This is the type of dish that you'd probably get taught the first day in a french cuisine 101 course. It has that kind of feeling.
The name a la normande has me riding a horse, full armor, across the french countryside. Arriving at the castle, a pot, or cauldron of this would be a nice meal to have waiting. I'm pretty certain I lived in the Middle Ages in another life. Almost sure of it.
The recipe is very simple, even with the dredging in flour, a step needed to get a thicker sauce in the end. A walnut sized ball, equal parts butter and flour, called beurre manie, will do the trick also. Very french.
It calls for chicken breasts, and that's definitely easier to work with. But I would've preferred thighs, because, well, I always prefer the thighs. Much more flavorful.
But on with our recipe here, after dredging the meat in flour with salt and pepper, it is slowly fried in some butter and oil. It begins to brown and some onions, apples and mushrooms are added. Then some stock and calvados, which is a wonderful apple brandy. I especially like it in baking, in apple cakes or bread puddings with apple. But I had run out of it, and getting another bottle meant going to a winery, and that was not happening today.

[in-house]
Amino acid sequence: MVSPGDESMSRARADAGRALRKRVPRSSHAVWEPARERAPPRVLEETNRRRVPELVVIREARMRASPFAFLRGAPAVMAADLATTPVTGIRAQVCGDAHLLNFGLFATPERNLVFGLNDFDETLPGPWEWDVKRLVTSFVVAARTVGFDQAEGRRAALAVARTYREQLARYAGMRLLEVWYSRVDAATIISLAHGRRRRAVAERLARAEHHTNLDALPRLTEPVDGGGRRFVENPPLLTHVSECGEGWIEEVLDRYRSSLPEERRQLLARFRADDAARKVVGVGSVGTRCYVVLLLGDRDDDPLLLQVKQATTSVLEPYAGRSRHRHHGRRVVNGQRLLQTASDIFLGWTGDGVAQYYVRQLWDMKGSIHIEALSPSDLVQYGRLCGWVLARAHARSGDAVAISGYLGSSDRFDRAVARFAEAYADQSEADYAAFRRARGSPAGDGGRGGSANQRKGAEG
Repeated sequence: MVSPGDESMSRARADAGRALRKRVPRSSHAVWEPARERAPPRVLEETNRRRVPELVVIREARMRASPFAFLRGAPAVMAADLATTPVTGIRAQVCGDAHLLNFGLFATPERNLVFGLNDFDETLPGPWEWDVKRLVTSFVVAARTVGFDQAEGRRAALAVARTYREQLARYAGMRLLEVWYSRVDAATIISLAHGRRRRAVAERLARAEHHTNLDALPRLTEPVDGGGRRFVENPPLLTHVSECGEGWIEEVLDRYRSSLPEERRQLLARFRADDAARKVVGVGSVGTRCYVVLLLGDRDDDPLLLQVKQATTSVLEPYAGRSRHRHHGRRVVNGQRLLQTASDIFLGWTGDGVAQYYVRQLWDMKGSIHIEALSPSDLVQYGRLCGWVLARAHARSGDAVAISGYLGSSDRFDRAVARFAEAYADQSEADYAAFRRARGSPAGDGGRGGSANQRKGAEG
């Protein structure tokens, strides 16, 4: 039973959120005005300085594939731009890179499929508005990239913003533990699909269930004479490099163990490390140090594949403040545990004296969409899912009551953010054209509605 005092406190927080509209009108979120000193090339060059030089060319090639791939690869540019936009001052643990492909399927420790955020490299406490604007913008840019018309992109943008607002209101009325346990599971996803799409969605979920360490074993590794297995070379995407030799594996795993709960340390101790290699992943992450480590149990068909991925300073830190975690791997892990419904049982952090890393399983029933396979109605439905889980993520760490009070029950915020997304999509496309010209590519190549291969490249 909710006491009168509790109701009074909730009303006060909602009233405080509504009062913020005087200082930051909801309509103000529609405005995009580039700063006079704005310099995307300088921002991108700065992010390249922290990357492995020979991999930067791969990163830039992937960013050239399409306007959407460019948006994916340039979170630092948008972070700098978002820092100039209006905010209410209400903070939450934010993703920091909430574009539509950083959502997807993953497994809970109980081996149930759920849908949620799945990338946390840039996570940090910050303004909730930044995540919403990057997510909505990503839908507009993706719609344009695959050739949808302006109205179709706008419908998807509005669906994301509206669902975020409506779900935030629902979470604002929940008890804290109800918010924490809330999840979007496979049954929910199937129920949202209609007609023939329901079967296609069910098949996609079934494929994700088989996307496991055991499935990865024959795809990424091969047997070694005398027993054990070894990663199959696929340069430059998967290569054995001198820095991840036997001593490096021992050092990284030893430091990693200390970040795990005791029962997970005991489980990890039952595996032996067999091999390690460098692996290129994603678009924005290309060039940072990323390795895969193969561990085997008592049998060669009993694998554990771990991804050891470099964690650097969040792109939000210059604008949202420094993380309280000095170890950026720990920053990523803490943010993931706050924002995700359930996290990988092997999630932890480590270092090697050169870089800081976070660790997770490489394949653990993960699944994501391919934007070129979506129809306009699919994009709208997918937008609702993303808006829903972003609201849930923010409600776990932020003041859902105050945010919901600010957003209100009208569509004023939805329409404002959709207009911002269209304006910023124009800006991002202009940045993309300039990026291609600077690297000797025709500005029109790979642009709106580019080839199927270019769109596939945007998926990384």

Well, I used green onion because that's what I had, and I had already gone to the supermarket so that was that. And the calvados was replaced by brandy. Which is wonderful with apples. A glug of cream at the end and voila, a good, hearty, yet kinda fancy dish on the plate.
I personally think it needed a bit of an extra kick. Chicken thighs and an herb would've made it more interesting. And more apples. At least double or triple, which is not much since it called for only one apple. I added a lot of pepper to it.
The book also suggests using pork, and I definitely think it would be good, and also adding some sage.
All in all, a good, solid recipe. It comes together fast and the ingredients are usually found everyday in most kitchens.
And the recipe can be found here.